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Explorer VIExplorer VI

launched August 7, 1959

Explorer VI was designed to study trapped radiation of various energies, cosmic rays, and geomagnetism. It also carried a scanning device designed for photographing the Earth's cloud cover.Launched into a highly elliptical orbit (altitude range of 147 to 26,000 miles), the satellite was powered by batteries recharged by four solar cell paddles. Only three of the solar panels fully erected after launch, however, so it was never able to operate at full capacity. Despite the loss of power, Explorer VI provided the most comprehensive data up to then of the Van Allen radiation belts and the geomagnetic field, as well as the first televised cloud cover pictures.One VHF transmitter failed on September 11, 1959, and the last contact with the payload was made on October 6, 1959, at which time the solar cell charging current had fallen below that required to maintain the satellite equipment. The satellite's orbit decayed on July 1, 1961.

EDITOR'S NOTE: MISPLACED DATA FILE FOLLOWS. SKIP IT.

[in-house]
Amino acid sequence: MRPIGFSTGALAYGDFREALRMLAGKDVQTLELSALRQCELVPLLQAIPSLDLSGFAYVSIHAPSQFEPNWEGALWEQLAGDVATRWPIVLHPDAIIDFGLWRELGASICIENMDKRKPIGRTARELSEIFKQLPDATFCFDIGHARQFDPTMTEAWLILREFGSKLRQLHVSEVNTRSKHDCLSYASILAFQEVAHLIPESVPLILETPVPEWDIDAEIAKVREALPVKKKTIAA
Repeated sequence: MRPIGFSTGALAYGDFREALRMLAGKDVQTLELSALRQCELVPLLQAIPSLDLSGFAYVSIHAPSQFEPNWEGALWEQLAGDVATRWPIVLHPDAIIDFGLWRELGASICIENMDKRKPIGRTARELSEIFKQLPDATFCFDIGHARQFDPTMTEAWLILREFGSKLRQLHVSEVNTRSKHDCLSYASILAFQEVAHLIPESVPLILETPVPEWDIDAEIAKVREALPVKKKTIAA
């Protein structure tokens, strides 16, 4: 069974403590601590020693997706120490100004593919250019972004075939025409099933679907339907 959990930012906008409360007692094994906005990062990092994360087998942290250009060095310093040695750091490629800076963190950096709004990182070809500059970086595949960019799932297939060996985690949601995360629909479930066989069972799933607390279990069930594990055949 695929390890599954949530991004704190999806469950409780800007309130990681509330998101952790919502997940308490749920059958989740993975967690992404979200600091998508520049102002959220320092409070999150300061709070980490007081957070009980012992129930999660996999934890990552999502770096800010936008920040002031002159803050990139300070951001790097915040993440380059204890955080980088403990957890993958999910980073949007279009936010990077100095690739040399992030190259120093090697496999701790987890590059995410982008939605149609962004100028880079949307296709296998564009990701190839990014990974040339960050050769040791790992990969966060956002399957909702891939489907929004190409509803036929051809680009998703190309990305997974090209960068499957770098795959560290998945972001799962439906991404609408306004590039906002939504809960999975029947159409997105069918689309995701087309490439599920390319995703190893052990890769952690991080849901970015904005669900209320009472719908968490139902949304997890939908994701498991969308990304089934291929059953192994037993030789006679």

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This page was last updated on 05/15/2016.

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